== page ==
It’s that time of the year again. Today is said to be the most depressing day of the year. Christmas is a long forgotten memory, while payday still seems a long way ahead. It’s cold, you’re miserable, and those diet resolutions you made in good faith back on the 1st are now making your stomach rumble.
Originally coined by a PR Firm 13 years ago, Blue Monday seems to have slipped into common vernacular, however mental health charities warn that Blue Monday trivialises depression, with Mind’s Head of Information commenting that ‘Depression is not just a one day event’.
However, it really is that case that the factors mentioned above can spiral into feeling down at this time of year. So what can those who do feel down at this time of year do to try and beat those winter blues.
- Get Outside
As the temperatures drop, it can tempting to stay indoors wrapped up warm, however the lack of sunlight in the winter can contribute to feeling down. The NHS suggests trying to take a one hour walk in the middle of the day when it’s brightest outside.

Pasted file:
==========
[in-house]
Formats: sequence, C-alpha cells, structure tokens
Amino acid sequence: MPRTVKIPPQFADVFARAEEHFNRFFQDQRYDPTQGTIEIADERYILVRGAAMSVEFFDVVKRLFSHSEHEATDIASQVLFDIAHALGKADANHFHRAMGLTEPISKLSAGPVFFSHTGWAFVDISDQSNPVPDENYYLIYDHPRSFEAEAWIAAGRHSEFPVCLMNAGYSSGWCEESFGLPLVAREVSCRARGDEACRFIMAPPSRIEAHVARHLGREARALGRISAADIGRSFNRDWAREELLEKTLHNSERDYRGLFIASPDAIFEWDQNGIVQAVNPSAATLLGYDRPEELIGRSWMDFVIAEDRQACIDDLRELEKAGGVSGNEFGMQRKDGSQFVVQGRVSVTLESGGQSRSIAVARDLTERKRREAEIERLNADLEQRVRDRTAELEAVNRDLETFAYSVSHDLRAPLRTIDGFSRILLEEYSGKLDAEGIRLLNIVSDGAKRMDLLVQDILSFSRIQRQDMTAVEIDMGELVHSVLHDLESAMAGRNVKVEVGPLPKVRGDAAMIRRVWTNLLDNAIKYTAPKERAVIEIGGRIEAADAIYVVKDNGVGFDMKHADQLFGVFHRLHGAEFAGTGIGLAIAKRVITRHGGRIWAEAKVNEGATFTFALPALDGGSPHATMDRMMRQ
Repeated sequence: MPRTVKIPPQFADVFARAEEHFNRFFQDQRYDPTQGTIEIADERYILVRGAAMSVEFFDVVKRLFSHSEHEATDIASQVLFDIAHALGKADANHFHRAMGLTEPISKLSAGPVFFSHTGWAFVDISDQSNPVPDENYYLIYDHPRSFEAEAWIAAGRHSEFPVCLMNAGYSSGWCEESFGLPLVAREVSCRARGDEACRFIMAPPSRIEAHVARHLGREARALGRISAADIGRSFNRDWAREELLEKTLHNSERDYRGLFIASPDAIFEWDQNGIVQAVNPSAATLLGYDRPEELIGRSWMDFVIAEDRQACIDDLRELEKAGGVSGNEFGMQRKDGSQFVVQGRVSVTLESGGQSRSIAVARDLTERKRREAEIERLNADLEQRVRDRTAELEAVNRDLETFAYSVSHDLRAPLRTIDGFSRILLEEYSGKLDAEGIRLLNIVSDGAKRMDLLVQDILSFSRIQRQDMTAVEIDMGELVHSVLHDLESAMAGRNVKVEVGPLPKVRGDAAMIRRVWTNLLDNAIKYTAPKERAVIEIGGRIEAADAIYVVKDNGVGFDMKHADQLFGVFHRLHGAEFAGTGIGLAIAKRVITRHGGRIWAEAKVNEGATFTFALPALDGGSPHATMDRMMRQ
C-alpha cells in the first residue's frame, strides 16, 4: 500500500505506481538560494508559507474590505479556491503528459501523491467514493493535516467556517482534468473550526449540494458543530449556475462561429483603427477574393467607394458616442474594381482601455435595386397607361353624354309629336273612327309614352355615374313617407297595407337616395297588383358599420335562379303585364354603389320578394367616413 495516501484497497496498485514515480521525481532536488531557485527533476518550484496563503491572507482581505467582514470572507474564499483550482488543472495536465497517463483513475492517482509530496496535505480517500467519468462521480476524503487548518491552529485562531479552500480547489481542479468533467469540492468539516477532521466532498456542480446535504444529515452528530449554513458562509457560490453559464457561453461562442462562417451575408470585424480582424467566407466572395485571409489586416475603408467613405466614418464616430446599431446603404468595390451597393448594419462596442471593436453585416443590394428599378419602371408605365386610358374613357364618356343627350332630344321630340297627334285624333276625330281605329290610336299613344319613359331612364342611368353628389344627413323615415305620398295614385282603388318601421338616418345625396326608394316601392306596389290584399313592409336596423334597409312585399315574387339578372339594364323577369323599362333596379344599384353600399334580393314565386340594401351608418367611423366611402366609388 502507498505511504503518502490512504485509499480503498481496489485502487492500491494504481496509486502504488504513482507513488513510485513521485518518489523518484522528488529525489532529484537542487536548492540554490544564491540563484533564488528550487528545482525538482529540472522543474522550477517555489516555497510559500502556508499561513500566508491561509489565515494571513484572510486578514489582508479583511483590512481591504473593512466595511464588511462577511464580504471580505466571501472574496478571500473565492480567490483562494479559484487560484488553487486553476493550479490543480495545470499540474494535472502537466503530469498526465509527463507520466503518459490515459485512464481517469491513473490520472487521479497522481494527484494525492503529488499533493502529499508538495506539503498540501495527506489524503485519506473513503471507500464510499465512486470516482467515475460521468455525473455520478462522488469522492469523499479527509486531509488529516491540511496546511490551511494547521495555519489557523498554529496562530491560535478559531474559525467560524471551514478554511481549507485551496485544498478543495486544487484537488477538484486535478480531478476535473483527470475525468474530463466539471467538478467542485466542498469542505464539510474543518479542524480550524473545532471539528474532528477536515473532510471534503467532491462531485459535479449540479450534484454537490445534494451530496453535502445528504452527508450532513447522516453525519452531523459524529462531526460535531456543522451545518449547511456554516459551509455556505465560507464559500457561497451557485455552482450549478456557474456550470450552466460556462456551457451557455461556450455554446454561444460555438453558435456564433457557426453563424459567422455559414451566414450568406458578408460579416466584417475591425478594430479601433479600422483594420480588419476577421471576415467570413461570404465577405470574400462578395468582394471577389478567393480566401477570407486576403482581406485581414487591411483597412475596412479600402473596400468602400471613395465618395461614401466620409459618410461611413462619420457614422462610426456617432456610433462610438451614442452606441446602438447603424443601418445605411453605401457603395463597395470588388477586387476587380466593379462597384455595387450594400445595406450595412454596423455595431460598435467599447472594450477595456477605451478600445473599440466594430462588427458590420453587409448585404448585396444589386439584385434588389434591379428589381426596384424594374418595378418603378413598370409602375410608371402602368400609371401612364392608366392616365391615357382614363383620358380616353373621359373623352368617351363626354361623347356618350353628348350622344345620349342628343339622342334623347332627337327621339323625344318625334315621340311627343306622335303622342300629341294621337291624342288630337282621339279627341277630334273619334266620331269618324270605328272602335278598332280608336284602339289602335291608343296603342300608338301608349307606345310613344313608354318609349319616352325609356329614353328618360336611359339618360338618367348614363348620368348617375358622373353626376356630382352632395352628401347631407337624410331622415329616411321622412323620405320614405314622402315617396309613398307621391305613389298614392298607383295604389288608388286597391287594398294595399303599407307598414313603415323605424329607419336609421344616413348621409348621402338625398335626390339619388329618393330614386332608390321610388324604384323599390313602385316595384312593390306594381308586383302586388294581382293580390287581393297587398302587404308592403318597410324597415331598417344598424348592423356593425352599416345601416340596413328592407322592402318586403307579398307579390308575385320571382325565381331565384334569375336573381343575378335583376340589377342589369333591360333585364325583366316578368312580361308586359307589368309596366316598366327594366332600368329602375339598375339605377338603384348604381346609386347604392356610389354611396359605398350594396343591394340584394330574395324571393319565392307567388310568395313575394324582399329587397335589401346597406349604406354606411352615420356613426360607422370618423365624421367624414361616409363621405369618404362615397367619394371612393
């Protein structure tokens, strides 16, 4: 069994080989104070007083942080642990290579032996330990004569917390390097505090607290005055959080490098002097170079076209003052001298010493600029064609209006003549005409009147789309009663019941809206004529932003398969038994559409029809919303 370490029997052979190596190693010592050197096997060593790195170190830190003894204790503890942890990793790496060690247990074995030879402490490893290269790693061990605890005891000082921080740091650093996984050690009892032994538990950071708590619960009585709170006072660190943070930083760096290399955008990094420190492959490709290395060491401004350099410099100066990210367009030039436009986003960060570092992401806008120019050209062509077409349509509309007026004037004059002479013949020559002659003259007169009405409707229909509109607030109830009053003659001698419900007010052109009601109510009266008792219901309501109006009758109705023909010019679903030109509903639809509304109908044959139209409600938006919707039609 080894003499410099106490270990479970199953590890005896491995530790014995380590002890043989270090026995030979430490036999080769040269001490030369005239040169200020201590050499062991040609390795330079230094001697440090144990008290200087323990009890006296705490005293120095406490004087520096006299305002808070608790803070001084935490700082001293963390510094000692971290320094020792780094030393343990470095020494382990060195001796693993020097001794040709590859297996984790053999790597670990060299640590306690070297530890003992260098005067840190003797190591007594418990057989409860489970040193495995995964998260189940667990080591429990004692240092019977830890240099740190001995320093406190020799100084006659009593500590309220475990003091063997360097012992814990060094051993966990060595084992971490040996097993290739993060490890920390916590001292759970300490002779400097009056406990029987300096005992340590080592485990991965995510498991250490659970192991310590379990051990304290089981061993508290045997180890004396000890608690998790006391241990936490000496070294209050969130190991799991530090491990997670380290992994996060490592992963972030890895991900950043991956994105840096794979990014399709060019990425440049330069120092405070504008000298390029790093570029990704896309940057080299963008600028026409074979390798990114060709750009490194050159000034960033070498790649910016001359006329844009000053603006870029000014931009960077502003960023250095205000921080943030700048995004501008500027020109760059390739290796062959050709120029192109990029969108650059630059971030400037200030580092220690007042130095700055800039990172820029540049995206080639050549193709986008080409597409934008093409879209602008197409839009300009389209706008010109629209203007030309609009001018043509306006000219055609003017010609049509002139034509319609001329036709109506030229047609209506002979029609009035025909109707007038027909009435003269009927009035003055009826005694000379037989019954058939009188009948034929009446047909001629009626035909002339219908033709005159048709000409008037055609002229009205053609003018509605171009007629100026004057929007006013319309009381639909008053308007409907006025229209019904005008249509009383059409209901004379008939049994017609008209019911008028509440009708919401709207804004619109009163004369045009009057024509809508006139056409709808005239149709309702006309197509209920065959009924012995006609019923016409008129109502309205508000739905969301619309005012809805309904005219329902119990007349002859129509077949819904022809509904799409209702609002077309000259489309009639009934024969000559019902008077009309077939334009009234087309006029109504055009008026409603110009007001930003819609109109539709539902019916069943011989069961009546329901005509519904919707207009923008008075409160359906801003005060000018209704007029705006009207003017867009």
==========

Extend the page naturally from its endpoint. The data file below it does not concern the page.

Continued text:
- Eat Well
While it’s easy to eat up salads and light meals during the summer, our natural inclination during the winter is to turn to stodgy comfort food. Eating healthy will help to boost mood and allow you more energy. Try to balance your diet by eating plenty of fresh vegetables and fruit.
- Try Light Therapy
While getting out in the natural daylight is always the best option, many of those who suffer with seasonal depression have seen boosts from using lightboxes – electric devices that simulate natural daylight.
- Keep Both Mind and Body Active
In the depths of winter, many people find themselves less active – just sitting in front of a TV or computer screen indoors. Try and keep as active as possible. Get out and see friends and family, or perhaps take up a new hobby. By keeping both your mind and body active, you can help to boost your mood.
- Seek Help
Whether a support group, a phone line, or going to see your GP – depression is a serious illness that can have a heavy impact on your life. If your symptoms are interfering with your ability to live normally, speak to you GP, or contact MIND.